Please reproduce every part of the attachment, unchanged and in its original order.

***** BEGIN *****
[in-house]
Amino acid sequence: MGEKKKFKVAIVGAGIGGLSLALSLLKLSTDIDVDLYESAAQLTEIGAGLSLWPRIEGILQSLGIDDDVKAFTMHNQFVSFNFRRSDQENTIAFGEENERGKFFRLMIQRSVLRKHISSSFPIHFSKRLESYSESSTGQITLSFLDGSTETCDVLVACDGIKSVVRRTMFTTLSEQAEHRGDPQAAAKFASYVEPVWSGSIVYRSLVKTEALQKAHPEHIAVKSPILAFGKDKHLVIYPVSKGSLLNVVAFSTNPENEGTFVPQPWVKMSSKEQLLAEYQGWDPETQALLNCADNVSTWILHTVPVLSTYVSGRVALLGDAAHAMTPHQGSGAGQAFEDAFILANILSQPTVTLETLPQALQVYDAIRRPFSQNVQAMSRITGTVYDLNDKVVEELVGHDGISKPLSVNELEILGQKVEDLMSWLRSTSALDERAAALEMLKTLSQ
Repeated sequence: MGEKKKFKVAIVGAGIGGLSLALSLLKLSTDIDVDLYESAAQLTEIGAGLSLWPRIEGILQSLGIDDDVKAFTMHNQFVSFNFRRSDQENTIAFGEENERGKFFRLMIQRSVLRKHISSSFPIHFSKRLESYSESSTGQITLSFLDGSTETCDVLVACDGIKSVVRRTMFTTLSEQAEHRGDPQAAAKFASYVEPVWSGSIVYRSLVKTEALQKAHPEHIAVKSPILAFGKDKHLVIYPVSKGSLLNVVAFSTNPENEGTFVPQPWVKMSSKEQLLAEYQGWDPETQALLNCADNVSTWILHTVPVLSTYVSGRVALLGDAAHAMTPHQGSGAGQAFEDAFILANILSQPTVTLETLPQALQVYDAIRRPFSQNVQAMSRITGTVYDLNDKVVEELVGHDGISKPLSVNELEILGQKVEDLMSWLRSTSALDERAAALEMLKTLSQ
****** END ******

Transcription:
[in-house]
Amino acid sequence: MGEKKKFKVAIVGAGIGGLSLALSLLKLSTDIDVDLYESAAQLTEIGAGLSLWPRIEGILQSLGIDDDVKAFTMHNQFVSFNFRRSDQENTIAFGEENERGKFFRLMIQRSVLRKHISSSFPIHFSKRLESYSESSTGQITLSFLDGSTETCDVLVACDGIKSVVRRTMFTTLSEQAEHRGDPQAAAKFASYVEPVWSGSIVYRSLVKTEALQKAHPEHIAVKSPILAFGKDKHLVIYPVSKGSLLNVVAFSTNPENEGTFVPQPWVKMSSKEQLLAEYQGWDPETQALLNCADNVSTWILHTVPVLSTYVSGRVALLGDAAHAMTPHQGSGAGQAFEDAFILANILSQPTVTLETLPQALQVYDAIRRPFSQNVQAMSRITGTVYDLNDKVVEELVGHDGISKPLSVNELEILGQKVEDLMSWLRSTSALDERAAALEMLKTLSQ
Repeated sequence: MGEKKKFKVAIVGAGIGGLSLALSLLKLSTDIDVDLYESAAQLTEIGAGLSLWPRIEGILQSLGIDDDVKAFTMHNQFVSFNFRRSDQENTIAFGEENERGKFFRLMIQRSVLRKHISSSFPIHFSKRLESYSESSTGQITLSFLDGSTETCDVLVACDGIKSVVRRTMFTTLSEQAEHRGDPQAAAKFASYVEPVWSGSIVYRSLVKTEALQKAHPEHIAVKSPILAFGKDKHLVIYPVSKGSLLNVVAFSTNPENEGTFVPQPWVKMSSKEQLLAEYQGWDPETQALLNCADNVSTWILHTVPVLSTYVSGRVALLGDAAHAMTPHQGSGAGQAFEDAFILANILSQPTVTLETLPQALQVYDAIRRPFSQNVQAMSRITGTVYDLNDKVVEELVGHDGISKPLSVNELEILGQKVEDLMSWLRSTSALDERAAALEMLKTLSQ